After two months, the mash is unearthed and distilled in small batches using a traditional Chinese pot still. From there, the spirit is aged for two years before it’s batched and bottled.
On the first sip, there are floral notes, like a gin, then distinct peppery spice on the finish. But don’t confuse this clear drink with other spirits. Baijiu has incredible range, making it a versatile player in Nguyen’s cocktail repertoire. She recommends first tasting the spirit on its own to allow some of the intricate flavors to wash over and linger on your palate.
“This is a spirit that allows you to be really creative, and it’s why I like to use it on the menu at Moon Rabbit,” Nguyen says. “In the Ticket to Tây Nguyên, you get something tropical, in the tiki style, for an easy and approachable drink.”
Tien and Nguyen are not only collaborating on drinks at Moon Rabbit, they are also finding ways to talk about and advocate for the AAPI community, including events focused around food and drinks in D.C.
Tien has partnered with Chef Tim Ma for an initiative called Chefs Stopping AAPI Hate, which brings chefs from D.C. and around the country to host dinners, fundraising more than $500,000 for nonprofits that work to support the AAPI community.
It is work that comes as anti-Asian hate crimes are increasingly on the rise in the U.S., and when AAPI LGBTQ+ youth face an outsized risk of suicide. (Last year, a survey from The Trevor Project found 40% of AAPI LGBTQ+ youth seriously considered suicide.)
“Some of the events we’re doing in the future will focus on Asian mental health,” Tien says. “Because we know the suicide rate is really high within the Asian community. And we can normalize talking about our feelings, asking for help and speaking up against things like AAPI violence. A lot of Asian communities are insular, and we want to focus on community building.”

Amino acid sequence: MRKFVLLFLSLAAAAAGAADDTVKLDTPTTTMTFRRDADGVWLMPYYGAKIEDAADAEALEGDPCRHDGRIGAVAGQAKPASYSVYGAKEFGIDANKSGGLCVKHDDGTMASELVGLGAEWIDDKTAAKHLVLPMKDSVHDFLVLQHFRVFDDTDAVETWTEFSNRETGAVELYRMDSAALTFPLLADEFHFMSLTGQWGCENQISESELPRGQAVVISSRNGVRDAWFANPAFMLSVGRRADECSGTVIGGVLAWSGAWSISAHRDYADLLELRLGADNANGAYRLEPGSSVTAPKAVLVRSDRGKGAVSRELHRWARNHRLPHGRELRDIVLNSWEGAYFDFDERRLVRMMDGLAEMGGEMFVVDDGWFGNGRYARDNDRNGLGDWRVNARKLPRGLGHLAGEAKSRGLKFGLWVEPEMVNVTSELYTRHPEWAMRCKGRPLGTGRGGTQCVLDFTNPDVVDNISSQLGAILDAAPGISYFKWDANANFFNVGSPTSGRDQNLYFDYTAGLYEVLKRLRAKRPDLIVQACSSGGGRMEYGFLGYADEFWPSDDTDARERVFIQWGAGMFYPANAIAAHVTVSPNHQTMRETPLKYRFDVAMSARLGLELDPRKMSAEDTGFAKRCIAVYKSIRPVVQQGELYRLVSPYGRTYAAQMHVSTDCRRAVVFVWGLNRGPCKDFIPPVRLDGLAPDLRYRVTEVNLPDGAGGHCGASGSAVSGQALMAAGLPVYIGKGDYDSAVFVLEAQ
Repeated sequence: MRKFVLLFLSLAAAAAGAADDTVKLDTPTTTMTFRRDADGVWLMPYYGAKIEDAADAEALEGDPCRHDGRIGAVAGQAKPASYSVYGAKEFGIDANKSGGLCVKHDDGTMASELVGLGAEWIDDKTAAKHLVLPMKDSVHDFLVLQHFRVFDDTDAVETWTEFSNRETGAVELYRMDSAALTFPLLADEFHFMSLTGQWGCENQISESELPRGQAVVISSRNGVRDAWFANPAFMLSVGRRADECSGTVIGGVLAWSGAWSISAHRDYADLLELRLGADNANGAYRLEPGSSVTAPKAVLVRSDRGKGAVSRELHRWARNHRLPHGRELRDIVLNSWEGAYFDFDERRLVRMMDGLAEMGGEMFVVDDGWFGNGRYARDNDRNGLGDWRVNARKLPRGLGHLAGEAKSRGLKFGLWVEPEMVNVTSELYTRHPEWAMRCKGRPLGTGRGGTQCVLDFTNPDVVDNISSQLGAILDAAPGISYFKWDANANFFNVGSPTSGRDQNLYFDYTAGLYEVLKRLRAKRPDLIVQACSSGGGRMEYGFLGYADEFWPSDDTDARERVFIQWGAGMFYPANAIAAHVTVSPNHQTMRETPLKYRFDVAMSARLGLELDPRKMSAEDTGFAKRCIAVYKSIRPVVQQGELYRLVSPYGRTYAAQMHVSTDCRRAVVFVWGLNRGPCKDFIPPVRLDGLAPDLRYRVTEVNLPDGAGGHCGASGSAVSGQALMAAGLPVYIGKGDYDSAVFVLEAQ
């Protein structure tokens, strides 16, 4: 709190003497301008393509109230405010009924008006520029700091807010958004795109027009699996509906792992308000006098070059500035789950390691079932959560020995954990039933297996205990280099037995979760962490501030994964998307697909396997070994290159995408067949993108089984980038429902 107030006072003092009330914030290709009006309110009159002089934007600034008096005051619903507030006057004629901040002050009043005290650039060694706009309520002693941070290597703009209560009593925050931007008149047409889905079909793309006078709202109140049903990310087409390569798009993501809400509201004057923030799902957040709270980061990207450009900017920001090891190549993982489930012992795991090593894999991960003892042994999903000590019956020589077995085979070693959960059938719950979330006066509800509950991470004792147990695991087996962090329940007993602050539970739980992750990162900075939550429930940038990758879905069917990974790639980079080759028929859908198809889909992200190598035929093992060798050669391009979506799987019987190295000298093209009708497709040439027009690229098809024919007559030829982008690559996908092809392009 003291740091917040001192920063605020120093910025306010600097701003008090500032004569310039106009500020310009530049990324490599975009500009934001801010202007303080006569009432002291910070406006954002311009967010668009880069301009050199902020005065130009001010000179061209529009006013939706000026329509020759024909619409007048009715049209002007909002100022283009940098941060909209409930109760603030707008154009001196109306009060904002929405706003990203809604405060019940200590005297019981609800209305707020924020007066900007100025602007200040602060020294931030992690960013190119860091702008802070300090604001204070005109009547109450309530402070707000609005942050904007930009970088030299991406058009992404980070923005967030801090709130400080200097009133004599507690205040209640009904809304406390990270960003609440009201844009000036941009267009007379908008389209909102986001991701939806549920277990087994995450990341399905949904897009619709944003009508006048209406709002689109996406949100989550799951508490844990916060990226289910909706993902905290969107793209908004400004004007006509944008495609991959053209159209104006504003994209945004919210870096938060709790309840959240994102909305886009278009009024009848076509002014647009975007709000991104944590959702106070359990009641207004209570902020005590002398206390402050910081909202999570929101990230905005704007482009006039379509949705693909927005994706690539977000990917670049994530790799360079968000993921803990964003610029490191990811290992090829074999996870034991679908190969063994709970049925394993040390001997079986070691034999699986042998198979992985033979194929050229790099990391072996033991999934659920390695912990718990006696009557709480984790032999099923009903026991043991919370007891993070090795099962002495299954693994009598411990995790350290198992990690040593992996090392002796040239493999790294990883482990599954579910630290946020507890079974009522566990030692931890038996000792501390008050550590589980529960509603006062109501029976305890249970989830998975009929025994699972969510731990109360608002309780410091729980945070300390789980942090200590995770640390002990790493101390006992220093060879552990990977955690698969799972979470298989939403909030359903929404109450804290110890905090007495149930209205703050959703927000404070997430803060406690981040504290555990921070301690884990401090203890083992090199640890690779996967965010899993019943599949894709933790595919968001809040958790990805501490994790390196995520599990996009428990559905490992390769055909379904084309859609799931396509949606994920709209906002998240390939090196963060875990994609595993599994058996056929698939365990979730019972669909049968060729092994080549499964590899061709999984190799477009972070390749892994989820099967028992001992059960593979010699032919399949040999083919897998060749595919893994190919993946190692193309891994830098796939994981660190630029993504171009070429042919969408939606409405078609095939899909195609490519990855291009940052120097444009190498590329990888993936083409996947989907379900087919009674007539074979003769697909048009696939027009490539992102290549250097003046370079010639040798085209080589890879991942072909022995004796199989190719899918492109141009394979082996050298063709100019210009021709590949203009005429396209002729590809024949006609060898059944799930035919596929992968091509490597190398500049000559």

Nguyen is an active collaborator in this space. As part of the LGBTQ+ community in D.C., she participates in community building to support the AAPI community. This includes organizing a community conversation uniting several AAPI creatives on May 16 at Dacha Beer Garden in Shaw — an event free and open to the public.
“The idea is that we can bring people together to learn, collaborate and help break stigmas,” Nguyen says. “We are creating a space where we can highlight the incredible diversity of our community and explore all the creativity behind what we do.”
Don’t miss Tien’s Everything, Everyone, All the Food at Once Fest at The Wharf on May 19–20. Read more about it here.
D.C. Bars to Support During AAPI Heritage Month
At Chang Chang, the bar program was built around cocktails highlighting baijiu. One of the unique ways to try this spirit is in a drink called the Mr. Q Daiquiri. It calls for Ming River Baijiu mixed with Don Q Rum, Maraschino liqueur and grapefruit. 1200 19th St. NW, DC; changchangdc.com // @changchangdc
Daru is a self-described “Indian-ish” restaurant and bar that takes inspiration from many categories of spirits. This includes a chai-based cocktail mixed with Old Port Deluxe Rum and the Board of Bengal — which calls for a single malt Indian whiskey, Benedictine, sweet vermouth, allspice, banana and black walnut. 1451 Maryland Ave. NE, DC; darudc.com // @daru.dc
Rooster & Owl
Beverage Director Chris Sang pairs cocktails perfectly to this Michelin-starred menu. Those who fancy an espresso martini can try something new with his Red Eye From Tokyo. It’s a drink that calls for coffee-washed gin, Baileys, toasted sesame and cardamom. 2436 14th St. NW, DC; roosterowl.com // @roosterandowl
Recently named one of North America’s 50 Best Bars, this U Street bar is led by Christine Kim, featuring cocktails made in-house from hyper-seasonal ingredients. Find classic cocktails from around the world here, including daiquiris, pisco punch and spicy palomas. 926 U St. NW, DC; servicebardc.com // @servicebardc
Want to discover more about D.C.’s innovative and ever-changing drink culture? Join the District Fray community for exclusive access to beverage experiences citywide. Become a member and support local journalism today.